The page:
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Silver Spring man charged with assault of male victims he met on dating app

Police seek public’s help in locating additional victims



Brandon Darryl Kane (Photo courtesy of the Montgomery County Police Department)

Police in Montgomery County, Md., announced on April 6 that they have arrested a 27-year-old Silver Spring man on assault and robbery charges after they identified him as the suspect who targeted two men he met on a dating app last October in separate incidents.

Police identified the suspect as Brandon Darryl Kane, who has been charged with two counts of robbery and one count of first-degree assault for allegedly targeting the two men he met on a dating app for robbery.

A statement released by Montgomery County police says the first of the two incidents occurred on Oct. 10, 2022, and the second incident occurred on Oct. 22, 2022.

“Detectives from the Montgomery County Department of Police – Third District Investigative Section – believe that there may be more victims and are asking for them to come forward,” the statement says.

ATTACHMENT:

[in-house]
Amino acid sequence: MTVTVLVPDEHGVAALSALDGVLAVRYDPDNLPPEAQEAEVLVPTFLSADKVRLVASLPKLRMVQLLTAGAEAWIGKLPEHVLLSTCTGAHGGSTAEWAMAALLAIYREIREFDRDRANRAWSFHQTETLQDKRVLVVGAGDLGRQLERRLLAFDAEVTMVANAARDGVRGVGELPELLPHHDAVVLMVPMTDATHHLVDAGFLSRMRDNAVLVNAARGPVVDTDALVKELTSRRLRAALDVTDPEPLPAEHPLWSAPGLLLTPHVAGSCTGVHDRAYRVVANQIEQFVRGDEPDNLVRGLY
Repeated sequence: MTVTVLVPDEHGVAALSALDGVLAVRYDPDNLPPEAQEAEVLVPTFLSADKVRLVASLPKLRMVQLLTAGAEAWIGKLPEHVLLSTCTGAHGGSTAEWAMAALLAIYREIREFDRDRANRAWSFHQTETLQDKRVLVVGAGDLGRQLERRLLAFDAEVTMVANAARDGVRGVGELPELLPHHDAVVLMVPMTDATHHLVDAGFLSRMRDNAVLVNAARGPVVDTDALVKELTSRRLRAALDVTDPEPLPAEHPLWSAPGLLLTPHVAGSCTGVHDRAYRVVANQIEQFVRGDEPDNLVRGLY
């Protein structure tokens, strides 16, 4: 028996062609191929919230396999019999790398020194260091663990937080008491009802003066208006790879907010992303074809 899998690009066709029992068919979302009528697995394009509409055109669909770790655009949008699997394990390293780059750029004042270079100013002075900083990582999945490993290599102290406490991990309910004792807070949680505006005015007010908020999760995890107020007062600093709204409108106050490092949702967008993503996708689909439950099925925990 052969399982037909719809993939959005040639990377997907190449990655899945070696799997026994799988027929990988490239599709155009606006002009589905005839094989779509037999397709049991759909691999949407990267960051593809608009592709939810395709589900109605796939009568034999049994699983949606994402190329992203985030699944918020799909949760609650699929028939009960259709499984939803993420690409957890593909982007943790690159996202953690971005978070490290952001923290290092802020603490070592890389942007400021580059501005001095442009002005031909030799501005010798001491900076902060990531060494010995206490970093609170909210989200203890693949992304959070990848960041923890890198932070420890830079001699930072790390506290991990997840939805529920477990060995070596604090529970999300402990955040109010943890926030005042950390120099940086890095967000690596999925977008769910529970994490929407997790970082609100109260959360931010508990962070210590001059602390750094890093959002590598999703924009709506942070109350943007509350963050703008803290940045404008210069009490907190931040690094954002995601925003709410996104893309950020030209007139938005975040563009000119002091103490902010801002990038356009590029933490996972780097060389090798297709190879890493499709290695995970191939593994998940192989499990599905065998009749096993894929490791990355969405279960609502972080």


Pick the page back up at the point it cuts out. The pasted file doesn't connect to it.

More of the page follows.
The announcement by Montgomery County police of Kane’s arrest came one day before police in Takoma Park, Md., announced yet another similar incident took place on April 7. According to Takoma Park police, an unidentified male suspect who the victim met on social media “lured the victim to an isolated location where additional suspects were waiting to commit the robbery.”

One of the suspects was “armed with what appeared to be a white rifle with a scope and another suspect armed with a baseball bat,” the statement says. “The suspects demanded property from the victim to which he complied,” it says. “The suspects put the victim on the ground, tied his hands and told him to remain there until they were gone,” the statement continues. “The suspects fled on foot in an unknown direction.”

It says the victim, who freed himself and called police, was not physically injured during the armed robbery incident.

“The suspects are described as Hispanic males, one approximately 5’9, thin, curly hair, clean shaven and last seen wearing a black sweater and black pants,” the Takoma Park police statement says, adding, “nothing further on the other two suspects.”